Magicians and Their Stuff

kapsMagicians love their stuff. We get pictures taken with our colourful props. We all went through the phase where every prop and trick we owned fit neatly inside a compartmentalized briefcase, which we diligently carried to the magic meeting. Silks burst out of overflowing drawers. Three sets of linking rings clang to the floor when you open the cupboard door. I've always leaned towards books rather than props, but it's no different. As I was pulling out a book to lend to a friend, I came upon half a dozen titles on the shelf that I had barely even opened. This is in addition to the dozens of books acquired over my last 15 years that are well worth reviewing. Yet I still have more books on my endless wish list. Why? We seem to share a common mindset that more stuff makes for a better magician. We only need that one prop, just beyond the reach of our budget, and we can be the next Copperfield. ### Expensive does not mean valuable.

Since when does production budget equate to entertainment value? I paid $100 bucks for a ticket to see Jerry Seinfeld in Las Vegas. One guy, in a suit, and a microphone. Total budget for that stage setting, maybe $1500 assuming it was a nice suit. When I sawBill Cosby he came out in jogging pants and a hoodie, wearing rubber clogs, with his headset microphone wire dangling down to his pocket. Total production budget for that show; pushing $500 bucks. Look to the minimalist magicians for inspiration closer to home. Max Maven performs with "nothing". I've seen Eugene Burger captivate a full theatre with the tissue paper hat tear, and small spirit slates. Fred Kaps is remembered as a legend for five cards and a pocket full of salt. (Notice that I'm talking about stage performance here, not close-up)### You've got everything you need already.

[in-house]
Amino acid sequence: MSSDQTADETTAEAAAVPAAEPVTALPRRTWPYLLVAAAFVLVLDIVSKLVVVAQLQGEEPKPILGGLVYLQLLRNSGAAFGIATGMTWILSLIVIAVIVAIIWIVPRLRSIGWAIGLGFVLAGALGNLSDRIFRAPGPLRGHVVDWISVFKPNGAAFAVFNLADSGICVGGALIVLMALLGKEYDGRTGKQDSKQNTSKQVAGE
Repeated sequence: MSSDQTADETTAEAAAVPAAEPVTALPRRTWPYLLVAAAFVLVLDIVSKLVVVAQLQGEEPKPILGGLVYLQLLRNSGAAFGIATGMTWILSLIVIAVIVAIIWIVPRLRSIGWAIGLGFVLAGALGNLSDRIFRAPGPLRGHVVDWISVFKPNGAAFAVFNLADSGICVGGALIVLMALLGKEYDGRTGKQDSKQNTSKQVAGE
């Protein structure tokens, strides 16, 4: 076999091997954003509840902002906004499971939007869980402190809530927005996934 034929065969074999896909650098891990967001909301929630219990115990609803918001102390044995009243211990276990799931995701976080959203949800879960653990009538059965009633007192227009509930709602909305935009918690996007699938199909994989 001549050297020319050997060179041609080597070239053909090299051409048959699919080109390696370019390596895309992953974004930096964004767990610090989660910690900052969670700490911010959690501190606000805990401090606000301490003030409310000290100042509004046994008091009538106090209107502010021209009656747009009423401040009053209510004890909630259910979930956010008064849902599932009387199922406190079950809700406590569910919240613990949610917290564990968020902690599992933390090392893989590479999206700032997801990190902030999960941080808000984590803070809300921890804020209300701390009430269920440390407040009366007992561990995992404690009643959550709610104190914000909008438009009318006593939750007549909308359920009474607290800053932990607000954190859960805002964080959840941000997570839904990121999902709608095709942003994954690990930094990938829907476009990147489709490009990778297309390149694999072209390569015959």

Chances are, all the resources you need to become the best magician in your area are easily within your reach, on your shelf, or in a drawer, or with your experienced magician friends. The only hurdles between you and your goal require diligence, not finances, to overcome. Having props in ATA cases does not make you cool. Entertaining audiences does. > "There are many rooms in the house of magic" - Eugene Burger

Don't get me wrong. I'm not against props. I would absolutely love to have a finely craftedWakeling Sawing to add to my shows. I mention that illusion specifically because I've imagined it, and mapped it out in my mind how I could present it in my style and create some amazing, entertaining magic. I said a production budget does not guarantee entertainment, but there's nothing wrong with using all these toys... er.. props to create a fantastic show like Mark Kalin & Jinger. There's something to be said for knocking people's socks off with a well choreographed grand illusion. If I had the budget, you bet I'd try it. The promise of large scale spectacle can sell tickets. As for whether it's worth the extra effort, I suppose that's between you, your accountant, and your chiropractor. In the meantime, I'm sitting here in my office with more magical knowledge than I can use in a lifetime. There's nothing holding me back but my own limiting beliefs. So... time to get to work.

Published: January 21, 2013

Channel: Blog

Access: Public

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